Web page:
The beets, I decided to pickle. I wouldn't have ever thought to pickle beets, but after reading Robin's post about them, I wanted to try it too. Our library doesn't have a copy of the cookbook she mentions, but I found the recipe nonetheless, here. I had to cut the recipe in half and didn't have the ginger or anise, but when I tasted the pickling syrup, heaven!

I only hope the remainder grow well and produce lots, though I need to let a few plants go to seed. I will definitely be planting beets this spring too, just to make sure we have plenty of these pickles on hand. Three pint jars isn't going to last long around here.

Things that are coming along more slowly, are my cabbage plants. These were from a garden center.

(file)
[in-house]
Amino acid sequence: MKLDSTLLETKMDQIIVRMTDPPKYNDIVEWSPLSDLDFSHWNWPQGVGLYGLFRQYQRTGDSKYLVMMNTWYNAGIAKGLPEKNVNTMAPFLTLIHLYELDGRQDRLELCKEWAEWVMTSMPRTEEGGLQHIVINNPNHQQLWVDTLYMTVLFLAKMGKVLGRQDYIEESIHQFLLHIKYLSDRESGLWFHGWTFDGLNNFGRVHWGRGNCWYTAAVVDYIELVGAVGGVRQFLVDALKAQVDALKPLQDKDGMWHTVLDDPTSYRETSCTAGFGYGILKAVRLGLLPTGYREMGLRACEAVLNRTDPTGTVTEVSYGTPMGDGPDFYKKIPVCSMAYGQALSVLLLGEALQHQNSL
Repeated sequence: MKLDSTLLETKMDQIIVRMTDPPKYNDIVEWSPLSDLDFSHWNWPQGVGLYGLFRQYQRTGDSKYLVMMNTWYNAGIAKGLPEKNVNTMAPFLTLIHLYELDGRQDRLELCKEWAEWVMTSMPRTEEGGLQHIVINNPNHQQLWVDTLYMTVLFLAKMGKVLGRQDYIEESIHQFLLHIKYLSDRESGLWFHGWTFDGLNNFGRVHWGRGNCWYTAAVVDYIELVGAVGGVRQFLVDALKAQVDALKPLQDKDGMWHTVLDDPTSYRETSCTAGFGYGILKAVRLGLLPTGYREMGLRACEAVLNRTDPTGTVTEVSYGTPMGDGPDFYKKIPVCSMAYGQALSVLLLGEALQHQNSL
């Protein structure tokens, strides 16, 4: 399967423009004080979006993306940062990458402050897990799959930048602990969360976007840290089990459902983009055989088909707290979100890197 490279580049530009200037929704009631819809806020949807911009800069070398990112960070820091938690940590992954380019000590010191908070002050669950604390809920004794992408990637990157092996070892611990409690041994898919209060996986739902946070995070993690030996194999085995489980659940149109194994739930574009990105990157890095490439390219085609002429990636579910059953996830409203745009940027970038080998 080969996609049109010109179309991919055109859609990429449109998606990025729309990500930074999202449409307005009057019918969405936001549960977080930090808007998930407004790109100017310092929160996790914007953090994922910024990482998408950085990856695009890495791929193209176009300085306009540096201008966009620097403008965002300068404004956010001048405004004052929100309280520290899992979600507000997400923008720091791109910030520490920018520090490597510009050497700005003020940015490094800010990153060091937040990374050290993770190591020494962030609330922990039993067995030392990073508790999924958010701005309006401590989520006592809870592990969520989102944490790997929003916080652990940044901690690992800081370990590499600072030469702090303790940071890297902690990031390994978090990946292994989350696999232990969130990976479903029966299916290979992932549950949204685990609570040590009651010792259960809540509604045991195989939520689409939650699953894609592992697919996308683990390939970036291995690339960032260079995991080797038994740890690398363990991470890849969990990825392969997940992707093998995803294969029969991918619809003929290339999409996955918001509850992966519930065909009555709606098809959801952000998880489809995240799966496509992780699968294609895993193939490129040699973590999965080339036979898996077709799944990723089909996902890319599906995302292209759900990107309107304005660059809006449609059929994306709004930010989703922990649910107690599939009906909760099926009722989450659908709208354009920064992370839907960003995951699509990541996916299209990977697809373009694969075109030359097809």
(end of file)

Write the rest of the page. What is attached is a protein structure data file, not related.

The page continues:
These are flanked by more volunteer tomato plants, which are taking over my fall potato patch. Even so a few fall planted potatoes are coming up. More prolific however, are plants from potatoes we missed during our summer harvest.

These sprouted from unharvested spring potatoes, and so are interspersed with the broccoli.  I have about a dozen or so plants, which have already flowered. We'll harvest them after a frost or freeze kills the aerial parts.

Speaking of broccoli, it too is coming along slowly.

The variety is a new one for me, Watham 29. It's open pollinated and supposed to make larger heads than the Di Cicco I've been planting. So far I've seen no sign of heads however.